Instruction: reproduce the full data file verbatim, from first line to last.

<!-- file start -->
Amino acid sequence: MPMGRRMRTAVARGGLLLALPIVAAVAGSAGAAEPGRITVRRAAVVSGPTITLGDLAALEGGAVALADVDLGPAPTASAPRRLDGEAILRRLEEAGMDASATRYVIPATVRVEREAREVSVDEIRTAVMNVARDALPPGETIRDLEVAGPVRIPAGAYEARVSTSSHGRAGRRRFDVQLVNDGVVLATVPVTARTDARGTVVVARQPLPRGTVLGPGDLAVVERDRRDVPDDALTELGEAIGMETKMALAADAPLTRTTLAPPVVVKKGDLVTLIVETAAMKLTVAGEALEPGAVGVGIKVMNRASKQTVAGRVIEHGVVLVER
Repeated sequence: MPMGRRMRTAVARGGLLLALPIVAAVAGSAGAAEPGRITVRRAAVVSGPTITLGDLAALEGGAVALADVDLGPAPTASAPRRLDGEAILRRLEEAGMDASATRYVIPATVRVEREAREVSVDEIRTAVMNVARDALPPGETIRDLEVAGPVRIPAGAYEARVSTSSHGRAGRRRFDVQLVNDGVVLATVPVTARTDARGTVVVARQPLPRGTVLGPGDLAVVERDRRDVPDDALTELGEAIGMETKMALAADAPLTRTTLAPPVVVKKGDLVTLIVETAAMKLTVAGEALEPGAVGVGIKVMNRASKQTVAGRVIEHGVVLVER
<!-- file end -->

Amino acid sequence: MPMGRRMRTAVARGGLLLALPIVAAVAGSAGAAEPGRITVRRAAVVSGPTITLGDLAALEGGAVALADVDLGPAPTASAPRRLDGEAILRRLEEAGMDASATRYVIPATVRVEREAREVSVDEIRTAVMNVARDALPPGETIRDLEVAGPVRIPAGAYEARVSTSSHGRAGRRRFDVQLVNDGVVLATVPVTARTDARGTVVVARQPLPRGTVLGPGDLAVVERDRRDVPDDALTELGEAIGMETKMALAADAPLTRTTLAPPVVVKKGDLVTLIVETAAMKLTVAGEALEPGAVGVGIKVMNRASKQTVAGRVIEHGVVLVER
Repeated sequence: MPMGRRMRTAVARGGLLLALPIVAAVAGSAGAAEPGRITVRRAAVVSGPTITLGDLAALEGGAVALADVDLGPAPTASAPRRLDGEAILRRLEEAGMDASATRYVIPATVRVEREAREVSVDEIRTAVMNVARDALPPGETIRDLEVAGPVRIPAGAYEARVSTSSHGRAGRRRFDVQLVNDGVVLATVPVTARTDARGTVVVARQPLPRGTVLGPGDLAVVERDRRDVPDDALTELGEAIGMETKMALAADAPLTRTTLAPPVVVKKGDLVTLIVETAAMKLTVAGEALEPGAVGVGIKVMNRASKQTVAGRVIEHGVVLVER